Thursday, September 28, 2006


Allison Hayes in "Attack of the 50 Ft. Woman," 1958

Daryl Hannah in "Attack of the 50 Ft. Woman," 1993

I think this has something to do with the great circular dance of the universe, but I’m not absolutely sure. I do know it starts with a confession: When I was seven years old I was frightened out of the Westbury Theater by a resoundingly unfrightening movie. The film that drove me out into the sun about a minute after the credits was Attack of the 50 Ft. Woman, starring Allison Hayes and the vivacious Yvette Vickers. If I could have made it another minute into the movie I probably would have been all right, but I was seven and the sight of this large, glowing, almost opaque weather balloon of a space ship dropping down in front of the soon-to-be titular character was enough to send me running.

I caught up with the rest of Attack of the 50 Ft. Woman when it joined the regular rotation on a local TV channel’s Chiller Theater a few years later. It was then I learned how steadfastly non-horrifying it was as a movie. But still it fascinated me. There was something about a fifty foot Allison Hayes in a bed-sheet bikini walking through those bad composites, picking up obvious dolls, and ripping up the balsa wood ceiling of a tavern to grab her two-timing husband that got to me in a prepubescent, preintellectual way. But I was years from understanding the full impact this movie, made for $65,000 in eight days, was to have on me.

It wasn’t until 1988 that I decided to sit down and write my remake of Attack of the 50 Ft. Woman. I wanted to honor this strange little film with its James M. Cain meets The Amazing Colossal Man plot. I wanted to acknowledge the great, albeit not completely understandable, pleasure it had given me.

It took five years of blank stares, but I finally talked somebody into making the movie. In acquiring the rights to remake the picture I learned a little more about the man who wrote it. His name is Mark Hanna and you can find his name on some of the most distinctive low-budget movies of the late fifties. According to the Writers Guild his last credit was in 1972.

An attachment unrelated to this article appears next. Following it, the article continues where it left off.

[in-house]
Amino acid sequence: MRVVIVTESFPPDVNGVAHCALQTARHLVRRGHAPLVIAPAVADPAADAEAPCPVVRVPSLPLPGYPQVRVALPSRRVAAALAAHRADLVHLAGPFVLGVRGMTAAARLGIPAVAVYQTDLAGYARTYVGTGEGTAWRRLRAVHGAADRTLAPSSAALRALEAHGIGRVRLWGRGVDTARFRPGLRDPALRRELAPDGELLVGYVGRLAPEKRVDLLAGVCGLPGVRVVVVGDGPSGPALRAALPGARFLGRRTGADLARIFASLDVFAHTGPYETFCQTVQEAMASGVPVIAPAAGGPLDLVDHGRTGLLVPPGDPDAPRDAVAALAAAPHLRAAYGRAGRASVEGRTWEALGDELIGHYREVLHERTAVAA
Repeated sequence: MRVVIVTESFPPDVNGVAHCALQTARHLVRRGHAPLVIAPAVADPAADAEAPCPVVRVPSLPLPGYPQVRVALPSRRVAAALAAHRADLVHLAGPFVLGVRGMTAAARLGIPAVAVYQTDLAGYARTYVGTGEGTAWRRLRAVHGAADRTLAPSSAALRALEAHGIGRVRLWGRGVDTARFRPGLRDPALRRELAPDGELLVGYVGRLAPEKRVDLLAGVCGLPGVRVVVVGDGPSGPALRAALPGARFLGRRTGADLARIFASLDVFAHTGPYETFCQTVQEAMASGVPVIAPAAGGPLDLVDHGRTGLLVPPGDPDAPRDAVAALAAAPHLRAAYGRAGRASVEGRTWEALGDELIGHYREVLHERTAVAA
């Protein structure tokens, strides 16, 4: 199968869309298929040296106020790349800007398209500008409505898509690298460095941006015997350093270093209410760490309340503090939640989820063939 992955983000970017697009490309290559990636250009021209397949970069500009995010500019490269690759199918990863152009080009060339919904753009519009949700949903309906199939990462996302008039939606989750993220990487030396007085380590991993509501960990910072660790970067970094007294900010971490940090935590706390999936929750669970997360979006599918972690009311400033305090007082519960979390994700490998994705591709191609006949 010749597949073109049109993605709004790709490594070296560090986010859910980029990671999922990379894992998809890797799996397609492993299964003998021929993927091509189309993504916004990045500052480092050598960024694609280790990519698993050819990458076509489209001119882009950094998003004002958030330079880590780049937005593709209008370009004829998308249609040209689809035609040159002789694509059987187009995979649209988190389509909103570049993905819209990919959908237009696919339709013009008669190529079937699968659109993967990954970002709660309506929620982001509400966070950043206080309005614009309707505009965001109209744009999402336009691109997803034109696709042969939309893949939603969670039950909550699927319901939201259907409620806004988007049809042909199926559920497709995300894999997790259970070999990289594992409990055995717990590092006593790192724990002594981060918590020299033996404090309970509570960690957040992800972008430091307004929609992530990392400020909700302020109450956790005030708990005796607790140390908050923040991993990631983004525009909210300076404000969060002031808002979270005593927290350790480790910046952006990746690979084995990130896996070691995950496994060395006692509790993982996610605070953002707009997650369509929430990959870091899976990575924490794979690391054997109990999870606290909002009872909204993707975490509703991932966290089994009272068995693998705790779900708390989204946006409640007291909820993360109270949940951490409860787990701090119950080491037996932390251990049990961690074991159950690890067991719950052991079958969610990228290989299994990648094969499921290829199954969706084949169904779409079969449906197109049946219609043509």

Because the movies Mark Hanna wrote were made quickly, instinctively, almost reflexively, they have more energy than any ten pictures made today. They’re more fun. They have a sense of joy you just don’t find at the multi-plex anymore.

A few months after my version of 50 Ft. Woman premiered on HBO, a letter was forwarded to me from Florida. I looked at the return address and saw it was from Mark Hanna.

He was writing to tell me he liked the remake. We started to correspond, spoke a few times on the phone, and met once at DuPar’s in Studio City where I got him to sign a version of the original poster to me and I signed a poster of my movie for him. We talked about writing, about how cheap Roger Corman was, about how he made the deal to write Attack of the 50 Ft. Woman with the Woolner Brothers in Schwab’s Drugstore.

Mark Hanna had a mango tree in his yard in Florida. Every summer he took mangoes from his tree, wrapped them in pages of the local newspaper, set them in cardboard boxes and sent fruit to his friends. I’ve received many a box of mangoes from Mark Hanna.

In 1958 I was scared out of a theater by a movie I would remake more than thirty years later, and then I get fruit from the man who wrote the original picture.

So you see why I think this is about the great circular dance of the universe, how things are stitched together in ways and to purposes we can’t quite comprehend, but I’m not absolutely sure. Maybe this is as sure as I’m supposed to get.

Mark Hanna died in October of 2003. He was eighty-six-years old.

The universe doesn’t let us in on the big picture, but if we pay attention we can pick up the clues that indicate we’re on the right path. If we stay balanced we can feel those little shifts in the magnetic field that help guide us to do the work we’re supposed to do.

I do know that when I felt the weight of one of those fresh mangoes in my hand, the universe didn’t make any more sense, but it did feel kind of right.

Mark Hanna's original and my remake. Compare and contrast. Show all work for partial credit.


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